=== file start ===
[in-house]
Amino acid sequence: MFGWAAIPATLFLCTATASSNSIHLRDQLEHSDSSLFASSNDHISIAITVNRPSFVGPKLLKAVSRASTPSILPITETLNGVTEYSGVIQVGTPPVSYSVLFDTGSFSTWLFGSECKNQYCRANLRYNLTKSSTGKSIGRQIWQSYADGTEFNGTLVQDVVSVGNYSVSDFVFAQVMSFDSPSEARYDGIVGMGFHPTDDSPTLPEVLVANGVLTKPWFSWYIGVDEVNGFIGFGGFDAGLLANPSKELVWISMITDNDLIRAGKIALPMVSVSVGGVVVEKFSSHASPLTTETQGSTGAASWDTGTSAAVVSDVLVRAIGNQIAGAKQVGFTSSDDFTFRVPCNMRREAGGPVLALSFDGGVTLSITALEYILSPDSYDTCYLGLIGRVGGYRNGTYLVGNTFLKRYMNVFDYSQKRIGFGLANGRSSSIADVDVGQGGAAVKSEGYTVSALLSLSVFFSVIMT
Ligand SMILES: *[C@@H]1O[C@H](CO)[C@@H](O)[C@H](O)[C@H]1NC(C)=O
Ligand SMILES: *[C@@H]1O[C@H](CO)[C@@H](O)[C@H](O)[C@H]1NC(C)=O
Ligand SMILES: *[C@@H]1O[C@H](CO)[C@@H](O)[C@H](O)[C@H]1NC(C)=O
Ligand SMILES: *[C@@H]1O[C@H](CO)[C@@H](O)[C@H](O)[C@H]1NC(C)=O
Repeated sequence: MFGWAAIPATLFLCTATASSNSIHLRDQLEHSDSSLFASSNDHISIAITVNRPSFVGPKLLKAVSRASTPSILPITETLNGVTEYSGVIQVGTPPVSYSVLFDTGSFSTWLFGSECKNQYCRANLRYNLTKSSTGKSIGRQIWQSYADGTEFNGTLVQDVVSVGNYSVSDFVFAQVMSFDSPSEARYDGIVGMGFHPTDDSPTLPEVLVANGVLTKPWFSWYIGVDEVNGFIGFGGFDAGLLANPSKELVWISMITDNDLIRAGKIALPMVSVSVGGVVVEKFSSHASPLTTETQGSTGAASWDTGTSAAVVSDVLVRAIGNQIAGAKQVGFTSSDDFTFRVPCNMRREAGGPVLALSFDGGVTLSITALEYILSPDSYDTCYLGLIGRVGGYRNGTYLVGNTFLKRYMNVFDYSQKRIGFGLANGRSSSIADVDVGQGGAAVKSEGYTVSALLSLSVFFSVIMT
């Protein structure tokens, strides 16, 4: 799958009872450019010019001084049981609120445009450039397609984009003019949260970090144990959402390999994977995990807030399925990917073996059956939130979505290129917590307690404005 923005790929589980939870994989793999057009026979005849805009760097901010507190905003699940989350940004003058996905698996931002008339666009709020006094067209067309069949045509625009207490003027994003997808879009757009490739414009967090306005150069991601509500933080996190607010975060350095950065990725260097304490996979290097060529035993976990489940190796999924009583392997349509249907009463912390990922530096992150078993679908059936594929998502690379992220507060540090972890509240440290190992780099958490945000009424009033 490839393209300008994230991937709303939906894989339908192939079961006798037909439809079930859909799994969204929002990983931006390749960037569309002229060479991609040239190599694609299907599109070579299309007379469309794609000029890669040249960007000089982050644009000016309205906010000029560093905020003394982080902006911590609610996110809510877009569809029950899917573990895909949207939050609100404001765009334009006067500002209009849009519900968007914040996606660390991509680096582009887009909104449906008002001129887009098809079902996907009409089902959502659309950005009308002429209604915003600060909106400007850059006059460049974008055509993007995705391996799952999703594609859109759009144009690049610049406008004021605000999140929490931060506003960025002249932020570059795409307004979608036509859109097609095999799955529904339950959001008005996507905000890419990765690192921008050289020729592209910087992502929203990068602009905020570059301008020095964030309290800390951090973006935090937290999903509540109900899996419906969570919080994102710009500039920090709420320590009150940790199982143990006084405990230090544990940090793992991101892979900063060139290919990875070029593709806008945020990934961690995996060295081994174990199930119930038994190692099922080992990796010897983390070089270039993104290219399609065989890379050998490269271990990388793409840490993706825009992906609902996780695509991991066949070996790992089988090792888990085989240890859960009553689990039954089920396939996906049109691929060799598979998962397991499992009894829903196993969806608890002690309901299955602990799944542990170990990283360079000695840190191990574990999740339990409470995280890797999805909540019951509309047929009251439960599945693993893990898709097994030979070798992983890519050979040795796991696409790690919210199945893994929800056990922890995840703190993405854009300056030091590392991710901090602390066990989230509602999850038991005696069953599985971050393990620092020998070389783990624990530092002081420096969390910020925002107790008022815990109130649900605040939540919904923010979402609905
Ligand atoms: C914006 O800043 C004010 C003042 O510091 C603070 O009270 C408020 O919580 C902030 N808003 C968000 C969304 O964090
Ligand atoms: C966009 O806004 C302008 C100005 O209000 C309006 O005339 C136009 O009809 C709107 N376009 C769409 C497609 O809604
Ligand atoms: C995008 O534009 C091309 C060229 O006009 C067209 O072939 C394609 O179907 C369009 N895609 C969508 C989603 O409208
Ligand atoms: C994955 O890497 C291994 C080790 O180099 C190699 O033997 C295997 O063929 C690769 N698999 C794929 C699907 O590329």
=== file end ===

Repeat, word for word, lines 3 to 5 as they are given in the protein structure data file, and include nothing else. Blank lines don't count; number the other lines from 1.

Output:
Ligand SMILES: *[C@@H]1O[C@H](CO)[C@@H](O)[C@H](O)[C@H]1NC(C)=O
Ligand SMILES: *[C@@H]1O[C@H](CO)[C@@H](O)[C@H](O)[C@H]1NC(C)=O
Ligand SMILES: *[C@@H]1O[C@H](CO)[C@@H](O)[C@H](O)[C@H]1NC(C)=O